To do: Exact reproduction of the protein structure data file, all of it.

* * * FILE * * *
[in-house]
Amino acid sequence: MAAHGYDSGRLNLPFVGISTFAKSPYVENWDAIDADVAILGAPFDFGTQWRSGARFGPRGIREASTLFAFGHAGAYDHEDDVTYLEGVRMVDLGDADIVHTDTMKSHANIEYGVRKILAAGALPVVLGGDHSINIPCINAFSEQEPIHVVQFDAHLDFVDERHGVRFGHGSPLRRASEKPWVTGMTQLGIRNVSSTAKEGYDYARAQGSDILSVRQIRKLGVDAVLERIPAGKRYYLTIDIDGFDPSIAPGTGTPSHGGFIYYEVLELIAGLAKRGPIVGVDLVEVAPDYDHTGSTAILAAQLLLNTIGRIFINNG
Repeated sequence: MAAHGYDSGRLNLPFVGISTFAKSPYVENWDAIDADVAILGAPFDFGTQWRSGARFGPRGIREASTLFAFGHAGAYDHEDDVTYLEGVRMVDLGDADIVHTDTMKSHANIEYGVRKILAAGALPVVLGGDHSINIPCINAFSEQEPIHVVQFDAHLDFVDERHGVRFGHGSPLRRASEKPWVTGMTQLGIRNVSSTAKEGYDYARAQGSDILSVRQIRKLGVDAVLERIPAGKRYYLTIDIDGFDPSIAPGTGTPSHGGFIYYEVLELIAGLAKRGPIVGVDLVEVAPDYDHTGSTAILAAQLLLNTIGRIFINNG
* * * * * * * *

[in-house]
Amino acid sequence: MAAHGYDSGRLNLPFVGISTFAKSPYVENWDAIDADVAILGAPFDFGTQWRSGARFGPRGIREASTLFAFGHAGAYDHEDDVTYLEGVRMVDLGDADIVHTDTMKSHANIEYGVRKILAAGALPVVLGGDHSINIPCINAFSEQEPIHVVQFDAHLDFVDERHGVRFGHGSPLRRASEKPWVTGMTQLGIRNVSSTAKEGYDYARAQGSDILSVRQIRKLGVDAVLERIPAGKRYYLTIDIDGFDPSIAPGTGTPSHGGFIYYEVLELIAGLAKRGPIVGVDLVEVAPDYDHTGSTAILAAQLLLNTIGRIFINNG
Repeated sequence: MAAHGYDSGRLNLPFVGISTFAKSPYVENWDAIDADVAILGAPFDFGTQWRSGARFGPRGIREASTLFAFGHAGAYDHEDDVTYLEGVRMVDLGDADIVHTDTMKSHANIEYGVRKILAAGALPVVLGGDHSINIPCINAFSEQEPIHVVQFDAHLDFVDERHGVRFGHGSPLRRASEKPWVTGMTQLGIRNVSSTAKEGYDYARAQGSDILSVRQIRKLGVDAVLERIPAGKRYYLTIDIDGFDPSIAPGTGTPSHGGFIYYEVLELIAGLAKRGPIVGVDLVEVAPDYDHTGSTAILAAQLLLNTIGRIFINNG